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Phuket Media Watch – Bounty offered in Sophoth theft case

Legacy Phuket Gazette

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PHUKET MEDIA WATCH

– Thailand news compiled by Gazette editors for Phuket’s international community

Bounty for fugitive in Sophoth case
The Nation
A 200,000-baht bounty has been offered for the capture of the alleged ringleader, reportedly on the run in Laos, who took millions of baht during the burglary at Transport Ministry permanent secretary Suphoth Sublom’s house.

A senior commander, Police-Col Yanyong Wej-osoth, said “wanted” posters for Weerasak Chuelee, featuring the 200,000-baht bounty, had been distributed in the Tha Khaew area along the Mekong River. Six teams of Thai police working with Lao police expect to apprehend Weerasak soon.

The National Anti-corruption Commission (NACC) will reveal details of assets found in Suphoth’s home after an inspection is completed, said senior NACC official Methee Krongkaew. A large number of documents, bank transaction slips and a computer were seized for inspection from Suphoth’s home.

Previously it was reported that police had summoned Transport Ministry permanent secretary Suphoth Sublom for further questioning about the burglary of his Bangkok home, particularly about exactly how much money was stolen from him.

The November 11 break-in, in which the suspects reportedly got away with some 200 million baht in cash, resulted in the arrest of nine suspects and the recovery of some 18 million baht in cash.

Three suspects remain at large: alleged gang leader Weerasak Chualee, Pongsak Namwong and Kamnuan Meknoi.

Metropolitan Police Bureau commander Winai Thongsong said that local police had contacted their Laotian counterparts to help locate Weerasak, who is reportedly hiding in that country.

Winai dismissed news reports that Weerasak had contacted police to arrange a surrender. The officer said he had sent police to check Weerasak’s home in Kanchanaburi upon learning that the suspect had stopped there, but they found no cash.

After an initial delay to allow police to determine how much money had been seized from the suspects, Winai said Suphoth was summoned and asked to supply additional information – including the precise amount of money stolen – as the amount police seized from suspects did not match the amount Suphoth had initially told police he had lost.

Winai said Metropolitan Police Colonel Banleusak Khlib-ngern had applied for a court order to search nine locations in which suspect Prapan Ruangkrua, who earlier turned himself in, might have hidden stolen cash. Seven locations were in Pathum Thani, one was in Nakhon Nayok and one was Prapan’s former workplace at Suvarnabhumi Airport.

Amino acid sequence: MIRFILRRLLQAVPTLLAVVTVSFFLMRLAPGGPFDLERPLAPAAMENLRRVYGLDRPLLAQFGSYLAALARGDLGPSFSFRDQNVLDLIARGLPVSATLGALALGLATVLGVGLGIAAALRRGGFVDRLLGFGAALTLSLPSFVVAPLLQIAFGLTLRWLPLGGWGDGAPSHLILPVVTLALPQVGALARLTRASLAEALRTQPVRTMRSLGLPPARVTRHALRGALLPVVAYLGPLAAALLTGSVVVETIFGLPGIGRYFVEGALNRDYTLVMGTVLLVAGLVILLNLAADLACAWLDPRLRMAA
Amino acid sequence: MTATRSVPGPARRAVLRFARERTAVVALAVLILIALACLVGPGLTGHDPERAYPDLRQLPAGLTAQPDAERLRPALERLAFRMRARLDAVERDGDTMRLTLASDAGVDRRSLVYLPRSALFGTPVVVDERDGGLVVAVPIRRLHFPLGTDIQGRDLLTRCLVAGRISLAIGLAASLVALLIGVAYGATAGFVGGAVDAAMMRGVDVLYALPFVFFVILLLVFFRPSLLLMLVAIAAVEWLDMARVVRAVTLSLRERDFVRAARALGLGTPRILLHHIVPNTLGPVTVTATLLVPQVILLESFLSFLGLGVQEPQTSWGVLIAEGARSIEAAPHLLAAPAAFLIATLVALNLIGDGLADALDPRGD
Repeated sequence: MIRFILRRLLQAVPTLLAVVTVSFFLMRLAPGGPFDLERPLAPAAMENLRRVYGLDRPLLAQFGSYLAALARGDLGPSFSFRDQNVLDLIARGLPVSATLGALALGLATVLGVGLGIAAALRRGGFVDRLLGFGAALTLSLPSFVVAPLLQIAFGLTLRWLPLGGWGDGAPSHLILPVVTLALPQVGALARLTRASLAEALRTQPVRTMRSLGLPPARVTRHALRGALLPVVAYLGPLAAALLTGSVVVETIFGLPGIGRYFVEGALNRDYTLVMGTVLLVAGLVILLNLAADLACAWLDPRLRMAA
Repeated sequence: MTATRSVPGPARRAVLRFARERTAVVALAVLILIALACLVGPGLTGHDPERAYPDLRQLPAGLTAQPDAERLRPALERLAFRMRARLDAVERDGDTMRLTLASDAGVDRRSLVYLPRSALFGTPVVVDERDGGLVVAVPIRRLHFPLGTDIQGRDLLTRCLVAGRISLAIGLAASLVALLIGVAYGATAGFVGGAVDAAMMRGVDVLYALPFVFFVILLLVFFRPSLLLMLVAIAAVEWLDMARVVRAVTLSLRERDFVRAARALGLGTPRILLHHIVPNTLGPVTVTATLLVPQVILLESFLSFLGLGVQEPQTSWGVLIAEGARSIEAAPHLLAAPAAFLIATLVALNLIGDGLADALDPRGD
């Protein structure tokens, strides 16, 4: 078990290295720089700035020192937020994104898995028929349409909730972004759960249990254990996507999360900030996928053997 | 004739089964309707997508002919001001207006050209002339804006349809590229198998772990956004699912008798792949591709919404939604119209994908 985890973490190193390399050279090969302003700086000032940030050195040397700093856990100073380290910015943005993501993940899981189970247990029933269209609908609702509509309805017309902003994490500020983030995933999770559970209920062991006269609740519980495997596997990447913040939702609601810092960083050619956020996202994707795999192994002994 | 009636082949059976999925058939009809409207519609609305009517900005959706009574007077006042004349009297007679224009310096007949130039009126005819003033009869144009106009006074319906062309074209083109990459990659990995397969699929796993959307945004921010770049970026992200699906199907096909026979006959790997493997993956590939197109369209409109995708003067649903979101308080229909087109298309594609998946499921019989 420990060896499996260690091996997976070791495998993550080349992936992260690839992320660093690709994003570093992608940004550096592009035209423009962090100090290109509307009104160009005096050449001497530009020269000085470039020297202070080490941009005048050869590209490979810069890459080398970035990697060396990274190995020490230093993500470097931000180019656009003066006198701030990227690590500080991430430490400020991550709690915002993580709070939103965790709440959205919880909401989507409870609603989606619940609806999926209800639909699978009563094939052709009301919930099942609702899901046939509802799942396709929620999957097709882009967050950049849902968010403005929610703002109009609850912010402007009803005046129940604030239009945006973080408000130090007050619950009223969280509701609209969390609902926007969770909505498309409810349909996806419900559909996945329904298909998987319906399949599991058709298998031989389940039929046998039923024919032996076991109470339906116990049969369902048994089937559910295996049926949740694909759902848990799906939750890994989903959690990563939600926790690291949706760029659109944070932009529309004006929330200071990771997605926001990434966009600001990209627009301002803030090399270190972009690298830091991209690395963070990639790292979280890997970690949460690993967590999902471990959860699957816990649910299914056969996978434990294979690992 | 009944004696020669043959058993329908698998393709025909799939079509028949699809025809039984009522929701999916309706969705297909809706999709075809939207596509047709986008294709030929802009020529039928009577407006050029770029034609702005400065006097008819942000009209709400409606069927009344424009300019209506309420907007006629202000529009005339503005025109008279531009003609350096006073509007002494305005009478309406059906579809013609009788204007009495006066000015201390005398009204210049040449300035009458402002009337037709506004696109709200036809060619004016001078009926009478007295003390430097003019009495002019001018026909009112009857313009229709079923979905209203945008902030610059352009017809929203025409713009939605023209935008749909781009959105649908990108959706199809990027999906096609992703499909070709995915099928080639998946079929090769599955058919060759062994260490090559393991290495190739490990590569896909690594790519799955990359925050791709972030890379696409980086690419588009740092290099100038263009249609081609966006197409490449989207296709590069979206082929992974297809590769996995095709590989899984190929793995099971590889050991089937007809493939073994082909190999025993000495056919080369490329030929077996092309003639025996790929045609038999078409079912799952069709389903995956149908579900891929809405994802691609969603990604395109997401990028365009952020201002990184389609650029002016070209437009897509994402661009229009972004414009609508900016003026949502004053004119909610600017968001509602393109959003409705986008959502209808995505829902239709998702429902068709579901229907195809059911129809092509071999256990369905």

— Phuket Gazette Editors

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Archiving articles from the Phuket Gazette circa 1998 - 2017. View the Phuket Gazette online archive and Digital Gazette PDF Prints.

Coronavirus (Covid-19)

Public Health Minister gets first Covid-19 vaccine shot in Thailand

Caitlin Ashworth

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Public Health Minister gets first Covid-19 vaccine shot in Thailand | The Thaiger
PHOTO: Facebook/ Anutin Charnvirakul

Thailand’s Covid-19 vaccine campaign started with Public Health Minister Anutin Charnvirakul who was jabbed with China’s Sinovac vaccine. PM Prayut Chan-o-cha was initially planned to be the first to kick off Thailand’s immunisation plan with the AstraZeneca vaccine, but due to problems with paperwork, the prime minister’s injection was postponed. Doctors advised Prayut to get the AstraZeneca vaccine due to his age. Prayut is 66 and doctors say the Sinovac vaccine has been declared safe for people ages 18 to 59.

Both shipments of the Sinovac and AstraZeneca vaccines arrived last week, the AstraZeneca vaccine still needs to be endorsed by the Medical Science Department. Anutin says the pharmaceutical company has not submitted documents and samples needed for the endorsement.

Along with Anutin, a number of other government officials and health professionals were vaccinated against the coronavirus. Anutin’s shot was administered by Thailand’s top virologist Yong Poovorawan.

SOURCE: Bangkok Post

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Bangkok

Royal Thai Police accused of “ticket” promotion system to buy senior positions

Caitlin Ashworth

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Royal Thai Police accused of “ticket” promotion system to buy senior positions | The Thaiger